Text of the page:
He stressed, during the question and answer time, the lake patrol is not under the DNR but they assist the DNR if requested. “We don’t answer to them in the sense of direction, our patrol all comes from the sheriff’s department. We don’t know when they’re (DNR) patrolling. We’re not intertwined.”
He noted once inspection is completed, each boater will be given a decal to post on the windshield or other prominent location. He added individuals who want their boat inspected, the lake patrol will make arrangements to come to the individual homes or neighborhoods. This should be arranged by contacting Janet Hartley, WPOA secretary, to in turn contact Tranter.
The inspections take approximately 10 minutes.
The group was informed the patrol has a fleet of five boats, four always on Wawasee and one always on Syracuse. The two groups trade back and forth in patrolling. “We can patrol back and forth,” he noted, adding the group also does a lot of patrols for marine events: fireworks, wooden boat parade and flotilla.
The lake patrol provides a training program one day a week during July for the junior sailing program at Wawasee Yacht Club. “If you start when they’re young, you get a lot done.”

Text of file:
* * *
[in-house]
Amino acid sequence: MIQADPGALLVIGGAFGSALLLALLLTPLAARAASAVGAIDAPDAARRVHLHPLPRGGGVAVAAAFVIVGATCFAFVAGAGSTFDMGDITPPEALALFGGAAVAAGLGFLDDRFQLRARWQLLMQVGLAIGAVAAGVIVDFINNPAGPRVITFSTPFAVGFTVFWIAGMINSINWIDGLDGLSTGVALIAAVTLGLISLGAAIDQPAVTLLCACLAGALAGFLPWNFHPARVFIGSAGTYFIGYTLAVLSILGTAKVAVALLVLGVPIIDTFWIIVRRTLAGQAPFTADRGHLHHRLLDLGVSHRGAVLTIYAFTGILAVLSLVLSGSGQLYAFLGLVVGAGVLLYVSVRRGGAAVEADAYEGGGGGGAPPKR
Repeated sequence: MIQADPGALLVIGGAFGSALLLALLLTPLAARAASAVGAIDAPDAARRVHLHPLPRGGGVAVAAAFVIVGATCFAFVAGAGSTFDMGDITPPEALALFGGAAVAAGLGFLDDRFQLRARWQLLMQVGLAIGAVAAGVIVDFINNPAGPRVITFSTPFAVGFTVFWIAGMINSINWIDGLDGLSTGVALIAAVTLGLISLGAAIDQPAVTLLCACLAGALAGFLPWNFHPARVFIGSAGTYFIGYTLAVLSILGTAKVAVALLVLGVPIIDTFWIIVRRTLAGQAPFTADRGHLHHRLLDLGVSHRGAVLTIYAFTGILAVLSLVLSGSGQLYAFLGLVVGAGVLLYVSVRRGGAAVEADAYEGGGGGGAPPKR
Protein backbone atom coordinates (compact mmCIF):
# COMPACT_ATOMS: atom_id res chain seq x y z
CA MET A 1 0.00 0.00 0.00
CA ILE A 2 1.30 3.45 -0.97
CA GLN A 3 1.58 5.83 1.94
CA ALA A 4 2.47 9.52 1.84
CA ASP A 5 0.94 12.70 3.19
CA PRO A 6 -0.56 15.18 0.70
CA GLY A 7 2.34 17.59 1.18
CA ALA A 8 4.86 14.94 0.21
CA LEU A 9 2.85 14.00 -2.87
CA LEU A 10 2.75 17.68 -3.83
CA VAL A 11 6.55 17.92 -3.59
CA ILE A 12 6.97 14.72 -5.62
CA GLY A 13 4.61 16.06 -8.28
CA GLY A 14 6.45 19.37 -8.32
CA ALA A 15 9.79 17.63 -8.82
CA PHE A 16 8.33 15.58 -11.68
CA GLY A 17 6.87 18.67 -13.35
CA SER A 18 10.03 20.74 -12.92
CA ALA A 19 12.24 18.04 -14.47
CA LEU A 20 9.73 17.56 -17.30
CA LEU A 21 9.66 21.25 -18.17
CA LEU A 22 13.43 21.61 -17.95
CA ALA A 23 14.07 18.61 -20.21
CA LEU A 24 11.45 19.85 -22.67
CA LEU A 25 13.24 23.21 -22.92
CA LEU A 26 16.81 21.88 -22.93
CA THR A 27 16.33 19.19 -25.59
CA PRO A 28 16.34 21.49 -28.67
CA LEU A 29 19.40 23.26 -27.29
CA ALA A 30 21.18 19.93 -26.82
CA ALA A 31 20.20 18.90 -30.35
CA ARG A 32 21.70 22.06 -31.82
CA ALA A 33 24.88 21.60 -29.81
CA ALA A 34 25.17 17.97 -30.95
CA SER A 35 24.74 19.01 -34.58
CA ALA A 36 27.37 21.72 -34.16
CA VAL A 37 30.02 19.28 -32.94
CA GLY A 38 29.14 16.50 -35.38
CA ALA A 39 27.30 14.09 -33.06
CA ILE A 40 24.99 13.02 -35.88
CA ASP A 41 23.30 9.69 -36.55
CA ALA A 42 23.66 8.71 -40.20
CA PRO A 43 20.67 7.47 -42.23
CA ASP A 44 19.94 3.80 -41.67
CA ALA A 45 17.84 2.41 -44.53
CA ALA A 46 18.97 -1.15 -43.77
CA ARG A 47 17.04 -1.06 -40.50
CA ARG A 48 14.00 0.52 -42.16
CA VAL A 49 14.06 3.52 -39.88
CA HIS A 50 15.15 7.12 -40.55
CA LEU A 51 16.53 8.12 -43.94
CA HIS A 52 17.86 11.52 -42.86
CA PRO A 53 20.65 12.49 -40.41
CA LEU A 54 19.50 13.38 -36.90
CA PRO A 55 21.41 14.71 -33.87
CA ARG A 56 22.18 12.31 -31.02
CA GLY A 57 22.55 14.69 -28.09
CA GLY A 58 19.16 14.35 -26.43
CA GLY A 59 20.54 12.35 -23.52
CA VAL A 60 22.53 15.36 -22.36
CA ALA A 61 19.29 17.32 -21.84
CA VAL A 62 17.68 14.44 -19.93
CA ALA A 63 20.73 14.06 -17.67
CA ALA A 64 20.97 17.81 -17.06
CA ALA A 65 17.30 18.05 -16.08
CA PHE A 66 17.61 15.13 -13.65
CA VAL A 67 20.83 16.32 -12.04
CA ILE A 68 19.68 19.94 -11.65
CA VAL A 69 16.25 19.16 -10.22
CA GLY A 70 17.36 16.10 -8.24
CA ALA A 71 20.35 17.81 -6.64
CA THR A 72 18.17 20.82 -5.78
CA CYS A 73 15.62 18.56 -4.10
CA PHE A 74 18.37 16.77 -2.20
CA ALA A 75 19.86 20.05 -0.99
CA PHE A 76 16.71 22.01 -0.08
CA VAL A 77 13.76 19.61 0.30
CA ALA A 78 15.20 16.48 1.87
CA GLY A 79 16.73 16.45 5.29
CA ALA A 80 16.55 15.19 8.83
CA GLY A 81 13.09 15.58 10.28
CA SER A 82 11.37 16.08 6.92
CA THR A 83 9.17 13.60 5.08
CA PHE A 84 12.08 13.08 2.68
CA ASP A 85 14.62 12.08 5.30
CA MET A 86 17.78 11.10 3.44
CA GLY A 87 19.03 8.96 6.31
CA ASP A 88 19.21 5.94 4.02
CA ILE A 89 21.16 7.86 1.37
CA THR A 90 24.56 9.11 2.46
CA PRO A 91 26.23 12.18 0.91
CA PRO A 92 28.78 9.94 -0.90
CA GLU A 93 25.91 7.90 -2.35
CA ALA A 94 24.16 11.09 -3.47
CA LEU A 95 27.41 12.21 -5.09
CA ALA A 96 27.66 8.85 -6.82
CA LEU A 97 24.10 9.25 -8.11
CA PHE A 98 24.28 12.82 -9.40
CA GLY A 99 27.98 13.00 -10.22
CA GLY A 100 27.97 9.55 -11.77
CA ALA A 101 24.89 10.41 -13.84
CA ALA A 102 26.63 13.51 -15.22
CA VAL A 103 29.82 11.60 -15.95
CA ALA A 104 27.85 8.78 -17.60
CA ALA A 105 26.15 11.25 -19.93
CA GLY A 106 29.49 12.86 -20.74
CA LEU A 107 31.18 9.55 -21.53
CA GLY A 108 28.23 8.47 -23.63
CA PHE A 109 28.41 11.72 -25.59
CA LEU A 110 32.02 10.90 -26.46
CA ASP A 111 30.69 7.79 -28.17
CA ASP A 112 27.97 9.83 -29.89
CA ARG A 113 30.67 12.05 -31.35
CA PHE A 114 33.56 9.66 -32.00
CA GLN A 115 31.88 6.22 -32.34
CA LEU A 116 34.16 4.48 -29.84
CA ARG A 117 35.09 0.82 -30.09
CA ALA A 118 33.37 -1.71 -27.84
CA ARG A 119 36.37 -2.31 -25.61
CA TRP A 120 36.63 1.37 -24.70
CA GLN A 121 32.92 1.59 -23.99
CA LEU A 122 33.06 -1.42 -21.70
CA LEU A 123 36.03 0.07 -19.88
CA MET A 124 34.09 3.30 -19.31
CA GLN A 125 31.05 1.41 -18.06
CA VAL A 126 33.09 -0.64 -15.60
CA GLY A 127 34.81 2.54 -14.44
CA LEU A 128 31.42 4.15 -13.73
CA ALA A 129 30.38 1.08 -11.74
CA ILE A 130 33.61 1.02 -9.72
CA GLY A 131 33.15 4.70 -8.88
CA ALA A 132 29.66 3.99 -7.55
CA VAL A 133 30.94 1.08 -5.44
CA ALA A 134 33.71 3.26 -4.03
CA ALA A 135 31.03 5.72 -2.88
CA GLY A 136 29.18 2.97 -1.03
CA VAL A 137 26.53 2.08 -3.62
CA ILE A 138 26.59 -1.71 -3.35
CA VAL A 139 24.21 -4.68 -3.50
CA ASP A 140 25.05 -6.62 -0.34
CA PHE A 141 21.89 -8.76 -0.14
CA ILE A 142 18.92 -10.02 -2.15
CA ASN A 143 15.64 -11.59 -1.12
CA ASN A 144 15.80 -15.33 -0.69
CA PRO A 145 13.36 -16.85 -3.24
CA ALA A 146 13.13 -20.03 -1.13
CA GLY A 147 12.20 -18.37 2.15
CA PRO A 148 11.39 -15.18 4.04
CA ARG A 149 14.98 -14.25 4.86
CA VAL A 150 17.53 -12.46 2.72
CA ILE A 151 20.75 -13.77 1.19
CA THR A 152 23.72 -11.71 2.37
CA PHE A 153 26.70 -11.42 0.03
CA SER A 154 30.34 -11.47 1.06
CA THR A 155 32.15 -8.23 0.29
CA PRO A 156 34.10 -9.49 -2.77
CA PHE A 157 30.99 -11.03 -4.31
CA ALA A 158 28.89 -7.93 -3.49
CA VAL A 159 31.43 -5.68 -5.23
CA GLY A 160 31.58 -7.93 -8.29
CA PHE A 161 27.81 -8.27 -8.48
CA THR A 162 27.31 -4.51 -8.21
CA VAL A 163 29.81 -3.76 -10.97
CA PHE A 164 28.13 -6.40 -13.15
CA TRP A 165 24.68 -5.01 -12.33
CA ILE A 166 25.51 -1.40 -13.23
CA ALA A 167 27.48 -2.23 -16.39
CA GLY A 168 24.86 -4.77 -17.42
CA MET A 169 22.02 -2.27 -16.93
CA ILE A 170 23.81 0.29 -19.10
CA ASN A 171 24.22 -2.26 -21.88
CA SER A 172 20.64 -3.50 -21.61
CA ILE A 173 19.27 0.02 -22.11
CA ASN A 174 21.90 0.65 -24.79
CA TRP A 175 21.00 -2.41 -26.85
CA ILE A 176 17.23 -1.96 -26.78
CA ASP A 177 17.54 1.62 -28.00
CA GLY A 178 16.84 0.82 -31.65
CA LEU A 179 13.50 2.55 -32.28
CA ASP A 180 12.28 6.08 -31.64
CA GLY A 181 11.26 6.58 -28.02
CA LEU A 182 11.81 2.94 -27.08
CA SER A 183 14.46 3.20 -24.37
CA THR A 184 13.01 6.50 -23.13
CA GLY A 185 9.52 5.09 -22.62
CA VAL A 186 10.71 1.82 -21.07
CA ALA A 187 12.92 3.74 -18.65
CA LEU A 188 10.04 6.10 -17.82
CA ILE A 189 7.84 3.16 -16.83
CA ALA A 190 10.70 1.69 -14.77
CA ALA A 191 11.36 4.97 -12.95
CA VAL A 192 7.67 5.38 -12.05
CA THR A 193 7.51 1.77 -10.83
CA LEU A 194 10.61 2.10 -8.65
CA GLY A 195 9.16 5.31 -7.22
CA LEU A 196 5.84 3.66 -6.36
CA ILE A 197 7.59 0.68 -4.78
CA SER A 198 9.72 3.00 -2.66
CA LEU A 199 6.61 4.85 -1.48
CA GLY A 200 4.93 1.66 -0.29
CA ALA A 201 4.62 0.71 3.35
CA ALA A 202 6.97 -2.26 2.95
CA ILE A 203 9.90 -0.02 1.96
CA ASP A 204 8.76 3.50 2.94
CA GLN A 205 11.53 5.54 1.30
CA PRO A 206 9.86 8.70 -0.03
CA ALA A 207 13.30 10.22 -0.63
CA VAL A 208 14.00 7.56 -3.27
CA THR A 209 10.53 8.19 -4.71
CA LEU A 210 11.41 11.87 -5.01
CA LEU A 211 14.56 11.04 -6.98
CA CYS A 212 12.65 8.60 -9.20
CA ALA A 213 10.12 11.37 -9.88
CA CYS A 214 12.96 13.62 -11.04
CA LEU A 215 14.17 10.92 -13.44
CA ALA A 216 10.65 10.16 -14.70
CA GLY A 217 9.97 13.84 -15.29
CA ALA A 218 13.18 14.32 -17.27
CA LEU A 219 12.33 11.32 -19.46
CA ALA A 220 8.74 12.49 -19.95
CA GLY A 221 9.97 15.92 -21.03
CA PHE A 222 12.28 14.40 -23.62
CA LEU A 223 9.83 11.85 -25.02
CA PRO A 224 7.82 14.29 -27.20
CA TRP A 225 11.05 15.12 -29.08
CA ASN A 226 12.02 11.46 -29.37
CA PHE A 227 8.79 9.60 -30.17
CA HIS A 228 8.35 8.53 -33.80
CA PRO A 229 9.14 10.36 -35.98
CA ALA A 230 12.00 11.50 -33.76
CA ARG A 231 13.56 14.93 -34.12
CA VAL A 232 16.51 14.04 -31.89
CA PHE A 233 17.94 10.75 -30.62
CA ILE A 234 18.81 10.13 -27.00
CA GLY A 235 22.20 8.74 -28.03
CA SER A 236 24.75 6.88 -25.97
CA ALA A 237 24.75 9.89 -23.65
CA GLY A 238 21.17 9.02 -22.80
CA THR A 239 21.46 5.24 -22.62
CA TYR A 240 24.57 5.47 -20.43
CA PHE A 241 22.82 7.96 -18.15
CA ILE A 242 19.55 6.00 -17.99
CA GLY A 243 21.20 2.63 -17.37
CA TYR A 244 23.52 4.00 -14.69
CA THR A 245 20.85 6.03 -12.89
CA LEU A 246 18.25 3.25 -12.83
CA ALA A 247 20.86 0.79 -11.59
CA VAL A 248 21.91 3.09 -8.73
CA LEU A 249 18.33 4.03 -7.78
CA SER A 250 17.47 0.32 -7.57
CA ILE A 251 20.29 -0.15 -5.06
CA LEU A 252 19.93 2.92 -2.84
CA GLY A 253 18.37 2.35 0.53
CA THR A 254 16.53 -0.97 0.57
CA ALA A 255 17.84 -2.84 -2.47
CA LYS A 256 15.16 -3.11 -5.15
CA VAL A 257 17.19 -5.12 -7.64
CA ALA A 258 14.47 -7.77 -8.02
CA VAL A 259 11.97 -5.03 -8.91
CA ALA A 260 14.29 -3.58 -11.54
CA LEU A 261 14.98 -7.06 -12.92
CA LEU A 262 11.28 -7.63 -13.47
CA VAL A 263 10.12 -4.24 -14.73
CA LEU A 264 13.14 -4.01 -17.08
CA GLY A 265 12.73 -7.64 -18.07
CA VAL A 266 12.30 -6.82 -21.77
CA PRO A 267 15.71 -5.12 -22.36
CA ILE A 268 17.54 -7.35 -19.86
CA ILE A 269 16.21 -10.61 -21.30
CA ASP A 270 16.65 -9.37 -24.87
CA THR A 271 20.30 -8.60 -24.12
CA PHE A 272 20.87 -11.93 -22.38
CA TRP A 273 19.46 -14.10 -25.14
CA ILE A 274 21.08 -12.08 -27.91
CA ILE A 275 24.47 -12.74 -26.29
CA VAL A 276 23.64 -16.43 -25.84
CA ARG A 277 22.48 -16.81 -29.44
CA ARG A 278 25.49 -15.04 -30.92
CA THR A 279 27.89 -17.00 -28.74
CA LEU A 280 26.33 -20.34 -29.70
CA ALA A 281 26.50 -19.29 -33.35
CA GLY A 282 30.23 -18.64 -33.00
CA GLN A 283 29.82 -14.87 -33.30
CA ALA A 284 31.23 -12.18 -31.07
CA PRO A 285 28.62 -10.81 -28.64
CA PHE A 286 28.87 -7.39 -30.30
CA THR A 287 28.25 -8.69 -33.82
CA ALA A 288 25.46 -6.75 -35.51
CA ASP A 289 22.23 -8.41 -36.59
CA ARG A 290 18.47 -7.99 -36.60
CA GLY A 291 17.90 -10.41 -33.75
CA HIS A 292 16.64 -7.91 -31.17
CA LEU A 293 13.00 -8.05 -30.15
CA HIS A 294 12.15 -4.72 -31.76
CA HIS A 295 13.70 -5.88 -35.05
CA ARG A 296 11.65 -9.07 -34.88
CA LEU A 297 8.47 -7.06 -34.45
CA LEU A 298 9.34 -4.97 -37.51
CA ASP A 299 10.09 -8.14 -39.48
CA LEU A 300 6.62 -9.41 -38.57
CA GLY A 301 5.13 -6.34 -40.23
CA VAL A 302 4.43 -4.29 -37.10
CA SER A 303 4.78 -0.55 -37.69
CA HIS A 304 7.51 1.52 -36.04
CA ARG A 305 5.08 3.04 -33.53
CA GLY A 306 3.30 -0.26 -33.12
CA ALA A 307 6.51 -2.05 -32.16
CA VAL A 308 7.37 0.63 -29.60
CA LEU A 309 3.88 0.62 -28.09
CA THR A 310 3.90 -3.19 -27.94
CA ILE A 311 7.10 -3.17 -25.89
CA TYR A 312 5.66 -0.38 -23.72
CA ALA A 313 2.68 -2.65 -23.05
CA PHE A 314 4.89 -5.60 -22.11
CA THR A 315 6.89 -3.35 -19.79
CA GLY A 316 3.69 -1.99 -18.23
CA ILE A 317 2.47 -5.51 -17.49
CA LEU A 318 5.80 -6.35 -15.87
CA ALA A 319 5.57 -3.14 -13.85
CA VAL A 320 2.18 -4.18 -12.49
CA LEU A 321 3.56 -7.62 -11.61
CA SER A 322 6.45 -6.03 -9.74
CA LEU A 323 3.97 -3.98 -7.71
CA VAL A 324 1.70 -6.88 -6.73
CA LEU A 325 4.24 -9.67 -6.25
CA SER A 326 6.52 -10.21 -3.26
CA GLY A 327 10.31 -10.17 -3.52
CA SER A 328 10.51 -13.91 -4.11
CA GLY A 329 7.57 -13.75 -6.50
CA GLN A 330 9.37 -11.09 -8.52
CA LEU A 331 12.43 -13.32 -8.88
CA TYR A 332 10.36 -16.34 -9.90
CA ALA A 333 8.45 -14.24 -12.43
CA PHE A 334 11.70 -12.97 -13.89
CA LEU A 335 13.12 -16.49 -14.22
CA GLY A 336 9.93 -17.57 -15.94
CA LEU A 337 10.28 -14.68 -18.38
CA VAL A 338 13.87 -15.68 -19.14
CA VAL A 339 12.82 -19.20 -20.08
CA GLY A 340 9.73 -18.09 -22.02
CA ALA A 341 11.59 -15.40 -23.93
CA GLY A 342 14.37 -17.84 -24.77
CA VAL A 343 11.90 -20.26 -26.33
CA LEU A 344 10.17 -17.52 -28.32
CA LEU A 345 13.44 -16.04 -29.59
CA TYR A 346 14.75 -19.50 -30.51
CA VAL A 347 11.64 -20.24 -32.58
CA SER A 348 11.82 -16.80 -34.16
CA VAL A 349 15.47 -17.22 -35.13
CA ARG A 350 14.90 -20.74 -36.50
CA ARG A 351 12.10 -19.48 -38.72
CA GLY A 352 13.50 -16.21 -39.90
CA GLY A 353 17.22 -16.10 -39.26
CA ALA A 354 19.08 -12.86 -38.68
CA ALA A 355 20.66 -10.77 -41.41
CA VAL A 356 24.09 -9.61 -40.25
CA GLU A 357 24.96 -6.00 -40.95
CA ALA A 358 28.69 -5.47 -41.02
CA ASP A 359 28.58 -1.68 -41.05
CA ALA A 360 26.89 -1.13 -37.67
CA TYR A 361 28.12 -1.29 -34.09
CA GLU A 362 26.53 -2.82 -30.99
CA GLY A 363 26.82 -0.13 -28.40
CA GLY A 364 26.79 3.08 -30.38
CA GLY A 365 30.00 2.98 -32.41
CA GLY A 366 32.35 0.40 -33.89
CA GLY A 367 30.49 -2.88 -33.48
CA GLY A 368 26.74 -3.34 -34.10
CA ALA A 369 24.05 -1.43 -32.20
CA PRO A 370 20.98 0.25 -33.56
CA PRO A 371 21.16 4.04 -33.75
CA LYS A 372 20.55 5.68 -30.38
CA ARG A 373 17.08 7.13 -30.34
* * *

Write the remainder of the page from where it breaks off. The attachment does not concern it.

Tranter stressed in a boat, situations happen in a matter of seconds, encouraging all boaters to have life jackets available, not under the deck in the plastic bag it was purchased in. “I’ve stopped boats out there where everybody’s proud of their life jackets, still in the wrappers, up under the front deck. That’s wonderful folks, great. But your boat can turn over in matter of seconds. Trying to find that life jacket just won’t happen.” Tranter noted a law being worked on in the state is life jackets must be visually available when boating. “Some states have already gone to it … it’s a good law. We don’t have it in Indiana. You have a lot of guests on your boat, they have no idea where that life jacket might be.”He commented officers cannot stop anyone without probable cause. That probable cause is normally boat registration, however, it’s occasionally someone riding on the sides of the boat. He likened the boat to operating a motor vehicle. “The laws of the state of Indiana about a boat are the same as a car. Whatever you’re doing in a car, the same thing happens in a boat.” Many times, he stated, a boater will be stopped for registration matters and officers told the boat is registered, but the paperwork was left on the dining room table. “We’re not going to go look on the dining room table.” He added “I don’t think most people would do it with their car, leave all your registration and paperwork on the dining room table. The same is true of the boat. Thank of your boat as your car.”